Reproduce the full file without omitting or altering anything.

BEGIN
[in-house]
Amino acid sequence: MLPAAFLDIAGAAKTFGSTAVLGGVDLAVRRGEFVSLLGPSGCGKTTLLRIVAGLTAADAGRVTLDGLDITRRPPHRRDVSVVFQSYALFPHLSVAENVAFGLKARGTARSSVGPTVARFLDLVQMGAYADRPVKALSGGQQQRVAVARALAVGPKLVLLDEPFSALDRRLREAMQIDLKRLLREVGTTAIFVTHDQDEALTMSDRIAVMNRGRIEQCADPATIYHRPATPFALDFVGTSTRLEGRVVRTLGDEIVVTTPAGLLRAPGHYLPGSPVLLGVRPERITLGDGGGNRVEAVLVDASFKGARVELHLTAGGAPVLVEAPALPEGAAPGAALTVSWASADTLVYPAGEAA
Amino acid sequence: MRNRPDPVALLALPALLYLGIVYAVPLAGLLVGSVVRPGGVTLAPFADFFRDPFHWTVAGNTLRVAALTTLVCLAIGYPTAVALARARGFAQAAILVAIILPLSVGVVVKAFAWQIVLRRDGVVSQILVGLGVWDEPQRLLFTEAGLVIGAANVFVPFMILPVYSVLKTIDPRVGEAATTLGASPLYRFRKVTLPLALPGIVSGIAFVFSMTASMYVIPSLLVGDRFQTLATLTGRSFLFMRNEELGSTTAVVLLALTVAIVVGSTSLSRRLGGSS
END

[in-house]
Amino acid sequence: MLPAAFLDIAGAAKTFGSTAVLGGVDLAVRRGEFVSLLGPSGCGKTTLLRIVAGLTAADAGRVTLDGLDITRRPPHRRDVSVVFQSYALFPHLSVAENVAFGLKARGTARSSVGPTVARFLDLVQMGAYADRPVKALSGGQQQRVAVARALAVGPKLVLLDEPFSALDRRLREAMQIDLKRLLREVGTTAIFVTHDQDEALTMSDRIAVMNRGRIEQCADPATIYHRPATPFALDFVGTSTRLEGRVVRTLGDEIVVTTPAGLLRAPGHYLPGSPVLLGVRPERITLGDGGGNRVEAVLVDASFKGARVELHLTAGGAPVLVEAPALPEGAAPGAALTVSWASADTLVYPAGEAA
Amino acid sequence: MRNRPDPVALLALPALLYLGIVYAVPLAGLLVGSVVRPGGVTLAPFADFFRDPFHWTVAGNTLRVAALTTLVCLAIGYPTAVALARARGFAQAAILVAIILPLSVGVVVKAFAWQIVLRRDGVVSQILVGLGVWDEPQRLLFTEAGLVIGAANVFVPFMILPVYSVLKTIDPRVGEAATTLGASPLYRFRKVTLPLALPGIVSGIAFVFSMTASMYVIPSLLVGDRFQTLATLTGRSFLFMRNEELGSTTAVVLLALTVAIVVGSTSLSRRLGGSS